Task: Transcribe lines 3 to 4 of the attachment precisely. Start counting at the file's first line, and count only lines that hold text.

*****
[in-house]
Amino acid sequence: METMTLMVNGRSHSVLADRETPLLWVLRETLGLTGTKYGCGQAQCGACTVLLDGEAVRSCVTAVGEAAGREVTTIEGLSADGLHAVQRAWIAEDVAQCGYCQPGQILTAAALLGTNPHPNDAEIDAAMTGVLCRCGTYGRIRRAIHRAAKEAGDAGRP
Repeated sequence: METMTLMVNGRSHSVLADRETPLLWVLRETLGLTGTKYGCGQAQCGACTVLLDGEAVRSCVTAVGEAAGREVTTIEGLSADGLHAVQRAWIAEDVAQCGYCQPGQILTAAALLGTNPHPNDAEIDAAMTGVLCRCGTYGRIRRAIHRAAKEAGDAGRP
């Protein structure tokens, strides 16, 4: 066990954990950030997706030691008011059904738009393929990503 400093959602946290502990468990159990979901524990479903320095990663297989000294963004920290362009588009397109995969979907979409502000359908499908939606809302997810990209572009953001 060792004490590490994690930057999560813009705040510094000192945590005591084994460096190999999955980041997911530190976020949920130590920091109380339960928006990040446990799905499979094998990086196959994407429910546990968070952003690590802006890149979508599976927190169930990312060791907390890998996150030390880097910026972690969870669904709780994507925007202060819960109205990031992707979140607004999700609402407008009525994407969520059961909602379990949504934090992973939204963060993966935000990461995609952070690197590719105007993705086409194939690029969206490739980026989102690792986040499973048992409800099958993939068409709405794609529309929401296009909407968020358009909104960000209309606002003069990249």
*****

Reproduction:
Repeated sequence: METMTLMVNGRSHSVLADRETPLLWVLRETLGLTGTKYGCGQAQCGACTVLLDGEAVRSCVTAVGEAAGREVTTIEGLSADGLHAVQRAWIAEDVAQCGYCQPGQILTAAALLGTNPHPNDAEIDAAMTGVLCRCGTYGRIRRAIHRAAKEAGDAGRP
């Protein structure tokens, strides 16, 4: 066990954990950030997706030691008011059904738009393929990503 400093959602946290502990468990159990979901524990479903320095990663297989000294963004920290362009588009397109995969979907979409502000359908499908939606809302997810990209572009953001 060792004490590490994690930057999560813009705040510094000192945590005591084994460096190999999955980041997911530190976020949920130590920091109380339960928006990040446990799905499979094998990086196959994407429910546990968070952003690590802006890149979508599976927190169930990312060791907390890998996150030390880097910026972690969870669904709780994507925007202060819960109205990031992707979140607004999700609402407008009525994407969520059961909602379990949504934090992973939204963060993966935000990461995609952070690197590719105007993705086409194939690029969206490739980026989102690792986040499973048992409800099958993939068409709405794609529309929401296009909407968020358009909104960000209309606002003069990249």